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You can finally opt out and remove Verizon’s “supercookie”

You can finally opt out and remove Verizon’s “supercookie”

Verizon Wireless is finally letting users completely opt out of its tracking program which uses undeletable tracking codes called "supercookies". Prior to this, customers no longer received targeted advertizing after opting out from Verizon's data collection program. Still, customers' browsing history and metadata was being stored by Verizon. Under its data collection program, Verizon tracks personal data by tagging customers with a unique customer identifier code. This "supercookie" code was un-removable under Verizon's previous opt-out policy wherein users could halt the gathering of their browsing habits, but they would still be tagged with a customer identifier code. Now, users can ask Verizon to remove their customer ID code supercookie.

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Infinit brings their file transfer software to iOS & Android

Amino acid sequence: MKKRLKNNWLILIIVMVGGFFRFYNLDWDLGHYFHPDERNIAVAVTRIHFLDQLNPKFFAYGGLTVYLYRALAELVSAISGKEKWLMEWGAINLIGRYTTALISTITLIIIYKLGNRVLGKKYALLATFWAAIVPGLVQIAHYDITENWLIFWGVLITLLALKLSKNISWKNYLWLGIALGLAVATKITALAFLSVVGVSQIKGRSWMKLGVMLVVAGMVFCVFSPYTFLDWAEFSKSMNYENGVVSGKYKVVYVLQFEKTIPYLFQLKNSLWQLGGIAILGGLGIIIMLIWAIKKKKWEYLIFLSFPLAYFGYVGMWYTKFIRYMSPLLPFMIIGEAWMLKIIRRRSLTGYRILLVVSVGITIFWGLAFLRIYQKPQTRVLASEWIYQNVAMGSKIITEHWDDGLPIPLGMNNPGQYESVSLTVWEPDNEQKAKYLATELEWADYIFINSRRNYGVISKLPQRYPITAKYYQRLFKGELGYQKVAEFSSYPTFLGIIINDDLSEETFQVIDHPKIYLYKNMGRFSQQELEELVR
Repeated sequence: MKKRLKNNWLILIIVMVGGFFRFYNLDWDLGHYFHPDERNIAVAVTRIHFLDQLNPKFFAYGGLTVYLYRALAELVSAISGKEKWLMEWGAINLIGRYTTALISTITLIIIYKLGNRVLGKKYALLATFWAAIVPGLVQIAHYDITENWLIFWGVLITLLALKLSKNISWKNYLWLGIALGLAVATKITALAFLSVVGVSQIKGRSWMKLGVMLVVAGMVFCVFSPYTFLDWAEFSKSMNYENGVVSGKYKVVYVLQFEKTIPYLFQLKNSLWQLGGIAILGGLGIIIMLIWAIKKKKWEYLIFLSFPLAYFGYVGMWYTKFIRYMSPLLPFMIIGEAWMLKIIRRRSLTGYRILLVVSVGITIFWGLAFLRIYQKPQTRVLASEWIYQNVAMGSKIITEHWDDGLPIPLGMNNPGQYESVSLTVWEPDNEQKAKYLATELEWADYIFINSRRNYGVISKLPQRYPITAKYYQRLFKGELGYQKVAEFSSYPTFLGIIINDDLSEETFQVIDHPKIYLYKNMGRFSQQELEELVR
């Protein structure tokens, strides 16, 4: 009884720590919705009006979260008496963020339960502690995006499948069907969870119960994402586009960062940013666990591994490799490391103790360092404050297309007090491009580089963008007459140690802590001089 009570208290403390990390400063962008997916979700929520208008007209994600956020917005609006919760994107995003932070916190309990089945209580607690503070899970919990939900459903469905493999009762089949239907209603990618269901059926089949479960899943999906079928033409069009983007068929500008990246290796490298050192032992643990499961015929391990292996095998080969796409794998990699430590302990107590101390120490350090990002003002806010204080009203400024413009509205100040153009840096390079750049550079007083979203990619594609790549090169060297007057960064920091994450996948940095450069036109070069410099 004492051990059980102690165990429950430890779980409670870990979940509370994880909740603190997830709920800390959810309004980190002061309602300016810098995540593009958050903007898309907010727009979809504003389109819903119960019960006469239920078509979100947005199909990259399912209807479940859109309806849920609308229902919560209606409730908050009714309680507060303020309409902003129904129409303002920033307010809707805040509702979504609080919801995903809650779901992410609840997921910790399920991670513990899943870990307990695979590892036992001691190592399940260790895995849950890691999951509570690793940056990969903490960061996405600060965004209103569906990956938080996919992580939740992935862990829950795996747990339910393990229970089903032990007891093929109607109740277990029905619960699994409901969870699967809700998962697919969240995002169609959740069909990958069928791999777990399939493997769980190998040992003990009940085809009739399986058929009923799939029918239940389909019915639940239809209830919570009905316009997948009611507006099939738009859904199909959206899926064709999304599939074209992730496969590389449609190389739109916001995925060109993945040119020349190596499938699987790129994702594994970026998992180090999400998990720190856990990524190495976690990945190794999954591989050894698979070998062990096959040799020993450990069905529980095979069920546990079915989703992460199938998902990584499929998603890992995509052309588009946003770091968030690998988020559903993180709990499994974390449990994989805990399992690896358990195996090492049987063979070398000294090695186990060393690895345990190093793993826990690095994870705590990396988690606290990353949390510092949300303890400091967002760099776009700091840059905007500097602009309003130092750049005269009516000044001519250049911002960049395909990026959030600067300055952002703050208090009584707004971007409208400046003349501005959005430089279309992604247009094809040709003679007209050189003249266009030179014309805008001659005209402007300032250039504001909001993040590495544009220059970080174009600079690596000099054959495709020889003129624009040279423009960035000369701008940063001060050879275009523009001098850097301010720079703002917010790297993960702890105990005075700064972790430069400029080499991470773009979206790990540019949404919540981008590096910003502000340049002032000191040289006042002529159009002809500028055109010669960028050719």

Infinit brings their file transfer software to iOS & Android

Email, cloud storage links, AirDrop, NFC — file storage transfer is a pain. Though effective most of the time, those methods aren’t effective all the time. There’s a better way (I promise). Already available for OS X and Windows, the Infinit file transfer service is also going to be available for iOS and Android, starting today. With a few taps, you can take your files — any size or type — and shuffle them to other devices. The transfer doesn’t compress file sizes, and once initiated, can’t be killed by loss of signal.

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1Password for iOS update rolls in impressive new Safari extension

1Password for iOS update rolls in impressive new Safari extension

AgileBits’ 1Password is, far and away, the best password tool around. It can help create secure passwords, lock them away in a vault, and is typically a few clicks or long-presses away. Available for Android, Windows, OS X and iOS, the team recently updated their iOS app to take advantage of Safari extensions in a big way. Rather than hopping between apps on your phone to enter the correct log-in credentials for a site, 1Password has made their offering a bit more like the desktop offering.